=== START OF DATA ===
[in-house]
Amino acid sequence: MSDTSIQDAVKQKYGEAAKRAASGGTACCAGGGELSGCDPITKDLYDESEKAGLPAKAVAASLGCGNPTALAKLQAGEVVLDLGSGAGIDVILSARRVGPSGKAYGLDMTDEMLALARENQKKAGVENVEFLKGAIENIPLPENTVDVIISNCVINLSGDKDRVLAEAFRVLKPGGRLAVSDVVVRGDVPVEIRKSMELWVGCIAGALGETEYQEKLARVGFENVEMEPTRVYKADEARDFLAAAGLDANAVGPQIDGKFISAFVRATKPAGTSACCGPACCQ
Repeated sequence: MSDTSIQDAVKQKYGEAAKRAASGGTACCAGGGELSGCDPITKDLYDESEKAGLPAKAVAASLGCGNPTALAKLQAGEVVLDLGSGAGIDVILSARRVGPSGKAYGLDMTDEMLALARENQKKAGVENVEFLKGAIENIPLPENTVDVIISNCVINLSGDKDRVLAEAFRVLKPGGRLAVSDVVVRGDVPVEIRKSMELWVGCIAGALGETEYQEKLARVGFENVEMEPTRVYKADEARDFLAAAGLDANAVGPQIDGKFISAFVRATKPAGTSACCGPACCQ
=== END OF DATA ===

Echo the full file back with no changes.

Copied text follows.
[in-house]
Amino acid sequence: MSDTSIQDAVKQKYGEAAKRAASGGTACCAGGGELSGCDPITKDLYDESEKAGLPAKAVAASLGCGNPTALAKLQAGEVVLDLGSGAGIDVILSARRVGPSGKAYGLDMTDEMLALARENQKKAGVENVEFLKGAIENIPLPENTVDVIISNCVINLSGDKDRVLAEAFRVLKPGGRLAVSDVVVRGDVPVEIRKSMELWVGCIAGALGETEYQEKLARVGFENVEMEPTRVYKADEARDFLAAAGLDANAVGPQIDGKFISAFVRATKPAGTSACCGPACCQ
Repeated sequence: MSDTSIQDAVKQKYGEAAKRAASGGTACCAGGGELSGCDPITKDLYDESEKAGLPAKAVAASLGCGNPTALAKLQAGEVVLDLGSGAGIDVILSARRVGPSGKAYGLDMTDEMLALARENQKKAGVENVEFLKGAIENIPLPENTVDVIISNCVINLSGDKDRVLAEAFRVLKPGGRLAVSDVVVRGDVPVEIRKSMELWVGCIAGALGETEYQEKLARVGFENVEMEPTRVYKADEARDFLAAAGLDANAVGPQIDGKFISAFVRATKPAGTSACCGPACCQ